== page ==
Presidential Candidates Get the Brand Treatment
CEO Alan Siegel of Siegel & Gale put together a manifesto of what brand messages each of the Election 2008 candidates are conveying. Among other things, John McCain is read as the "straight-talking rebel."
Oh, we cannot emphasize how painfully we winced when we heard "The MAC is BACK!" pouring out of New Hampshire. Can't politicans just leave rap -- and any music, really -- alone? Bulworth was a movie, not a career blueprint.
Hillary Clinton, Siegel adds, undermines her "Leading Brand" role by attacking "Challenger Brand" Barack Obama.
How very Coke vs. Pepsi. Just one more reason to avoid frothy drinks and frothy speeches. Read full text below.
The Candidates as Brands - Alan Siegel on Why Hillary Clinton is Undermining Her Own Brand
Clearly in today's rough and tumble world of politics, candidates are packaged as brands, says Alan Siegel, Chairman and CEO of Siegel+Gale. Their handlers work hard to position them. They use research to determine how they are perceived and what messages they can use that are credible and resonate with voters, and they try to find a voice that defines their distinctive personae to differentiate them from the competition.
-Hillary Clinton has been seen as the leading Democratic brand - the experienced leader, an articulate policy wonk, and an insider who has seen it all as the candidate who spent eight years in the White House.
-John McCain is the straight-talking rebel.
-John Edwards is the empathetic populist who grew up in a modest house in North Carolina and champions the plight of middle class Americans.
-Barack Obama casts himself as the energetic change agent with the charisma necessary to inspire a new generation of leadership through the politics of inclusion.
-Mike Huckabee offers solace to Christian values voters who hunger for religious guidance in uncertain times.
-Mitt Romney demands to be seen as a socially conservative but entrepreneurial CEO who seeks market solutions to the nation's challenges.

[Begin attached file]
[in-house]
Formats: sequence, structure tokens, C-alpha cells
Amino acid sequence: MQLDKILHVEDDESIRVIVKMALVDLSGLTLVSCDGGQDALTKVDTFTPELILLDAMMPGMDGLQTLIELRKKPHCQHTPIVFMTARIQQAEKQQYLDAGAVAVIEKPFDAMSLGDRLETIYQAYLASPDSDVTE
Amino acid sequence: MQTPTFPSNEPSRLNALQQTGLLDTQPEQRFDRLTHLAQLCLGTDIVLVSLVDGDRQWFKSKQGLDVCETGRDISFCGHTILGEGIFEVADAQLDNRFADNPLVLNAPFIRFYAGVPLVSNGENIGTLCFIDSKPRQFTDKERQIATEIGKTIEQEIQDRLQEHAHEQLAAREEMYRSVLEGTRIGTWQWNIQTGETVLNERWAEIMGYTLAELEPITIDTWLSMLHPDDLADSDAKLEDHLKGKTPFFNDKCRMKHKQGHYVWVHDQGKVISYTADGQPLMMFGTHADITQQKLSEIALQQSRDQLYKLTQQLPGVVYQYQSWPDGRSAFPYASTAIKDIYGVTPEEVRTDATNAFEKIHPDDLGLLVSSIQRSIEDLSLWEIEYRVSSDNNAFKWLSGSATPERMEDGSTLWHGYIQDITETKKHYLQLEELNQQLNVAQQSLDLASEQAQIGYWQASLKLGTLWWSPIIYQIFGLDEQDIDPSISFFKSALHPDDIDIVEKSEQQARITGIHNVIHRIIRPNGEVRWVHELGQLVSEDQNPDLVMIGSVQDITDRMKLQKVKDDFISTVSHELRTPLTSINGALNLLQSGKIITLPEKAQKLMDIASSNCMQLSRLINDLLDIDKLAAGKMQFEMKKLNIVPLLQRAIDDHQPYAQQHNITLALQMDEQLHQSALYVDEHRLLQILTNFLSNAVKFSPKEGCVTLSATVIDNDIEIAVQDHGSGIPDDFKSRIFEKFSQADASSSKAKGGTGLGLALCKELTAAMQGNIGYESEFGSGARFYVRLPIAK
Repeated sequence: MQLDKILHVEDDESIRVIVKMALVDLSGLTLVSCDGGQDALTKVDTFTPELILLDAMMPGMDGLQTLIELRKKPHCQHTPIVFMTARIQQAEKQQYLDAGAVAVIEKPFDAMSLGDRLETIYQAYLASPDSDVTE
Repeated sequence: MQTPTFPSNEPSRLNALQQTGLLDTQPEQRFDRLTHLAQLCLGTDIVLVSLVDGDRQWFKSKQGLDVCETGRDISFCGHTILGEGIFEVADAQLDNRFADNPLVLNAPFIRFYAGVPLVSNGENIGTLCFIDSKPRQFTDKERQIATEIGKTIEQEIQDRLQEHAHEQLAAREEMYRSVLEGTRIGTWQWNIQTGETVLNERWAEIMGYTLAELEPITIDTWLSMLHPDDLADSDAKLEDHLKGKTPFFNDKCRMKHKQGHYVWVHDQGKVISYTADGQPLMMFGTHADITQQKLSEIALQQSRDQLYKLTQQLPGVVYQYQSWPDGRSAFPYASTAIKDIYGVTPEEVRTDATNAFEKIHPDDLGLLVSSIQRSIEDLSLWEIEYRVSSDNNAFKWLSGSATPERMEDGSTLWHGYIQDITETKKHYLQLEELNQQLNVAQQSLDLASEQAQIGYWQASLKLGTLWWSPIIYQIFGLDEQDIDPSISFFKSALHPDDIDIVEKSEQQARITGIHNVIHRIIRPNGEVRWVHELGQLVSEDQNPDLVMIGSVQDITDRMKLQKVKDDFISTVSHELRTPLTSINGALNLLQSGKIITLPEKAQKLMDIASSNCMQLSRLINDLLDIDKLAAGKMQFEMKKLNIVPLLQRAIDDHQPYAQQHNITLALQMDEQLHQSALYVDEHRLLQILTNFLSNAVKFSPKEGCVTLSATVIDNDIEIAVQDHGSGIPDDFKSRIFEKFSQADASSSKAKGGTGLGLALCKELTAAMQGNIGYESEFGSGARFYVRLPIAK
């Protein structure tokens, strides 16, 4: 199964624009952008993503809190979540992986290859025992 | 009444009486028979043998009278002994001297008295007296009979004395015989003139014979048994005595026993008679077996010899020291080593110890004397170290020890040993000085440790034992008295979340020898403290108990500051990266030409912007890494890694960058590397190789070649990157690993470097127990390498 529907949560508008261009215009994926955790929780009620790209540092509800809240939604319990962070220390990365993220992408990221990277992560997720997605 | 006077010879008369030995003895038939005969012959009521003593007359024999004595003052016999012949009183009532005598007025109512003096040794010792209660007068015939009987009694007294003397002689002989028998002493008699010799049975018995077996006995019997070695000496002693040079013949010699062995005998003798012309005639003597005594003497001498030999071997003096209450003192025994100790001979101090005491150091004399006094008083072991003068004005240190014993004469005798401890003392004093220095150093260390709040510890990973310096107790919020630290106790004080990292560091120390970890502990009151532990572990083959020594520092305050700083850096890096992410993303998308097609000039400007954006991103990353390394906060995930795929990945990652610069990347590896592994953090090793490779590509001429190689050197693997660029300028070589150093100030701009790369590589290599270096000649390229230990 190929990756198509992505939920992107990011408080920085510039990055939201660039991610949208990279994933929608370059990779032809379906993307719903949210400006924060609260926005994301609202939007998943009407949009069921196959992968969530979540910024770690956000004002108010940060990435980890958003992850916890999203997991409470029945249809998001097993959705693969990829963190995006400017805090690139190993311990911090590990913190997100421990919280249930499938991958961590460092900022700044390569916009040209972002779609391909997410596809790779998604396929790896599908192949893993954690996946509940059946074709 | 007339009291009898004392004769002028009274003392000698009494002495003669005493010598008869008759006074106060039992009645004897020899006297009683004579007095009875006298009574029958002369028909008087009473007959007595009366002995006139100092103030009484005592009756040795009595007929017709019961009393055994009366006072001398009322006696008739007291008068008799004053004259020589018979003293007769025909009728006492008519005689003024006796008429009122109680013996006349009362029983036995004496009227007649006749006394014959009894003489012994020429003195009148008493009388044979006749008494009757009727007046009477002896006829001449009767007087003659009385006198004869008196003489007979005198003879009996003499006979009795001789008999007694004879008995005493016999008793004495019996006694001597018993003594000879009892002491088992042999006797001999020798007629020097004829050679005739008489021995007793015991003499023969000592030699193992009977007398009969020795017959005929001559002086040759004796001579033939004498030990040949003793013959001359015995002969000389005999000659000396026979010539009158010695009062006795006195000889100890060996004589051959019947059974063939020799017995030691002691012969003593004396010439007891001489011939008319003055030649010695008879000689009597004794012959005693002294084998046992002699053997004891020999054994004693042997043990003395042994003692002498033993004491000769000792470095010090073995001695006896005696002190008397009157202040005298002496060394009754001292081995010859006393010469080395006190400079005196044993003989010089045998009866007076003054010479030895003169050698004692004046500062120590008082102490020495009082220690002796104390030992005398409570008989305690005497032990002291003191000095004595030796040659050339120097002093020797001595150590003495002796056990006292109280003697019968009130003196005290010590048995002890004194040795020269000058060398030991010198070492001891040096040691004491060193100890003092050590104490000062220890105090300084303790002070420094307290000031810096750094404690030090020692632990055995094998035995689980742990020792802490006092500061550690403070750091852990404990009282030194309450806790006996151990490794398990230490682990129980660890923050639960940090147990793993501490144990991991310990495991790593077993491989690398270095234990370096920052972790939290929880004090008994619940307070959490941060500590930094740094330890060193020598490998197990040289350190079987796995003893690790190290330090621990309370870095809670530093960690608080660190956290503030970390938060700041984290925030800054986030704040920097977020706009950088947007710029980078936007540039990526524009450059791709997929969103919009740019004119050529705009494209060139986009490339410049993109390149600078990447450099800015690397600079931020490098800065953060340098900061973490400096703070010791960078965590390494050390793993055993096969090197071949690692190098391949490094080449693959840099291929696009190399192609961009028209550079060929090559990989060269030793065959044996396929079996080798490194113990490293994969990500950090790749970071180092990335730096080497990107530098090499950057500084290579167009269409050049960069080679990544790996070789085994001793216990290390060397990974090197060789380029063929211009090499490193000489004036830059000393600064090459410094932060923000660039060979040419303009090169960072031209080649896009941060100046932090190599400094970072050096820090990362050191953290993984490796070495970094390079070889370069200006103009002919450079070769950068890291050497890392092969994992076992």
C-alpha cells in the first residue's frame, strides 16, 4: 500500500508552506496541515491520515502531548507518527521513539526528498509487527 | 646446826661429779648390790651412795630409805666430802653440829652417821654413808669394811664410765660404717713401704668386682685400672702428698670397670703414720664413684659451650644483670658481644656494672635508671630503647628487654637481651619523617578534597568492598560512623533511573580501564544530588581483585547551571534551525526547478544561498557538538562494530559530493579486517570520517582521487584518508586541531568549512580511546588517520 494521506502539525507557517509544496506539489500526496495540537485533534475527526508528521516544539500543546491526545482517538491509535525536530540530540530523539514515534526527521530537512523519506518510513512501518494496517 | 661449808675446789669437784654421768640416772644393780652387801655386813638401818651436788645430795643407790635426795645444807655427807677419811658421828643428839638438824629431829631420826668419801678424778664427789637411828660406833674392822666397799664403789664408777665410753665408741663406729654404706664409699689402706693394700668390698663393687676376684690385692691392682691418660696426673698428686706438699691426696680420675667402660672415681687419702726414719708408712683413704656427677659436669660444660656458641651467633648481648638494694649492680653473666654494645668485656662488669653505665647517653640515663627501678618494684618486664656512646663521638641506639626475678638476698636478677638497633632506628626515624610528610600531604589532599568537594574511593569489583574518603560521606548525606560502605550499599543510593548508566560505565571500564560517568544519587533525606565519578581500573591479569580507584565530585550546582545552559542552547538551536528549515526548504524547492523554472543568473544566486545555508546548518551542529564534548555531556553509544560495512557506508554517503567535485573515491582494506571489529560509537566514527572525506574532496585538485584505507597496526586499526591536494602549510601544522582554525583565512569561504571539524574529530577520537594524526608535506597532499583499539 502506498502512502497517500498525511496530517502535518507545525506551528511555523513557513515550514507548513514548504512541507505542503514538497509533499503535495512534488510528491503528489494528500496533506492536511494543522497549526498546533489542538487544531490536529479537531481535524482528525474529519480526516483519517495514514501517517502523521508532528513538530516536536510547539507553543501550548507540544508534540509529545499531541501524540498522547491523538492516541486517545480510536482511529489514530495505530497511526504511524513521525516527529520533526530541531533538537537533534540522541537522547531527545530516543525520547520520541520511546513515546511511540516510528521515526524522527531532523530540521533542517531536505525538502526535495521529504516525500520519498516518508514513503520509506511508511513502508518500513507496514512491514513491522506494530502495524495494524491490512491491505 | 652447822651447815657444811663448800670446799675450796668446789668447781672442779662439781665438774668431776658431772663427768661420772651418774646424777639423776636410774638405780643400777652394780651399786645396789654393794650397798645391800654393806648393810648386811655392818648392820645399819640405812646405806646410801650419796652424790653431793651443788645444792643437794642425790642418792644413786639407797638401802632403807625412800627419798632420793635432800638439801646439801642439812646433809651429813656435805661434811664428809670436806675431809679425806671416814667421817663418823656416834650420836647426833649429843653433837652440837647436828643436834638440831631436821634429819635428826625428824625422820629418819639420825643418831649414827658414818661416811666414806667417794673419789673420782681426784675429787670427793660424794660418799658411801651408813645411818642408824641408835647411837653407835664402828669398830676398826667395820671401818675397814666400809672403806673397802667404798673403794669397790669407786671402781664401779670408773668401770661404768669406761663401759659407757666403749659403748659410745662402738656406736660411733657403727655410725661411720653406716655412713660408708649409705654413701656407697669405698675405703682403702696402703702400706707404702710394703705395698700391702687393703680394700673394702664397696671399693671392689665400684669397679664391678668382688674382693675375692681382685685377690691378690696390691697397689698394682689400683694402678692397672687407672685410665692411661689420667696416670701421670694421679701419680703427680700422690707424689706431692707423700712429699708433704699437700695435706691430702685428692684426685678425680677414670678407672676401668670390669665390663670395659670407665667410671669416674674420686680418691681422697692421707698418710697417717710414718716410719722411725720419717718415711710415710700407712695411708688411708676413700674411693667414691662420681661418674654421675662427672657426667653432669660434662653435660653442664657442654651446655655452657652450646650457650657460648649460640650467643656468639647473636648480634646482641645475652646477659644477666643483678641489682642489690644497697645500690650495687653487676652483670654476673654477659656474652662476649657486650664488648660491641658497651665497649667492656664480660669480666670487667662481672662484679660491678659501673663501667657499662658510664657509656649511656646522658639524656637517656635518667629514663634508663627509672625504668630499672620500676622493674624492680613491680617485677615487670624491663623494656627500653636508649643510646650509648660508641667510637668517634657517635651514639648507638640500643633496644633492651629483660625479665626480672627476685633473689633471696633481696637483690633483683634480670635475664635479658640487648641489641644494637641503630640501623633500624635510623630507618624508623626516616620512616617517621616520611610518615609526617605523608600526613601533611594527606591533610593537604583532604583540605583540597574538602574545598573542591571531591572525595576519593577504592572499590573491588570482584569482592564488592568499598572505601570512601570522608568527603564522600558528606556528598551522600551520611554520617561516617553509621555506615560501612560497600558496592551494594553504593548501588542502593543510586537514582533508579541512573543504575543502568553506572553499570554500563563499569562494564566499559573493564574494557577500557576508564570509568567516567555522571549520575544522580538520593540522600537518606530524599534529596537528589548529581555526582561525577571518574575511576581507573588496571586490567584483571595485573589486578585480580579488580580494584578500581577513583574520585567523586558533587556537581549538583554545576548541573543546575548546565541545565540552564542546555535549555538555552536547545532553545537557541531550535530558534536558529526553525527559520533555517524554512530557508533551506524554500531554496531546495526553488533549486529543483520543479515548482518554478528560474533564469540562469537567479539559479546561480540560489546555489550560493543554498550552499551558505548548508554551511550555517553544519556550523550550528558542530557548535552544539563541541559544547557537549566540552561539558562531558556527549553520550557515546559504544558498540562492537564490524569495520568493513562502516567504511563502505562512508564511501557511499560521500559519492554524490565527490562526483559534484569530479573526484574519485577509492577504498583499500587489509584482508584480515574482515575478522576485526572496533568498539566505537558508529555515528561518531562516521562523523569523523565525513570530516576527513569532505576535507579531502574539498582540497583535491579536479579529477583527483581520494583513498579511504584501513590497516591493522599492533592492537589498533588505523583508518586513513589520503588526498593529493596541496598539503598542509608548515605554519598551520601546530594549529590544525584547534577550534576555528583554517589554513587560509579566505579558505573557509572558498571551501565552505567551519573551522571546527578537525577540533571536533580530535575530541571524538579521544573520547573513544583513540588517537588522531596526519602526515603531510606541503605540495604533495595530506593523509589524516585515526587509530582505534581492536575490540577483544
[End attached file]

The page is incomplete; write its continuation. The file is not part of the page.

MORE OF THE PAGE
But to prevail, the candidates must stay true to their brand promises. Right now, as the Democratic nomination narrows to a fierce competition between Hillary Clinton and Barack Obama, Mrs. Clinton is undermining her position as the "Leading Brand" among the Democratic Candidates with attacks on Barack Obama, the "Challenger Brand."
By morphing into an "Attack Brand," Mrs. Clinton is changing her brand voice. Instead of leveraging her experience and public policy ideas to enact a transformative vision for the United States, she is providing evidence to voters who have a visceral concern about her ambition and willingness to go to any extreme to be elected. This strategy of attacking the honesty and candor of Barack Obama, especially through the intervention of former President Bill Clinton, is counter to the brand image she has been presenting, and feeds the cynicism that has so many American turned off by politics, politicians, and Hillary Clinton specifically.
For Hillary Clinton to win the nomination and counter the fierce Republican attacks that will be directed at her, she must live her brand. Adopt the role of a thought leader. Above all, rise above the petty attack strategies that have characterized her campaign when things get tough. And put a muzzle on President Clinton. His aggressive campaigning undermines her assertion that she will be an effective leader who is calling the shots.
The American people are looking for a courageous and inspirational leader to address the critical issues -- energy conservation, health care, free trade, and immigration -- that undermine our future.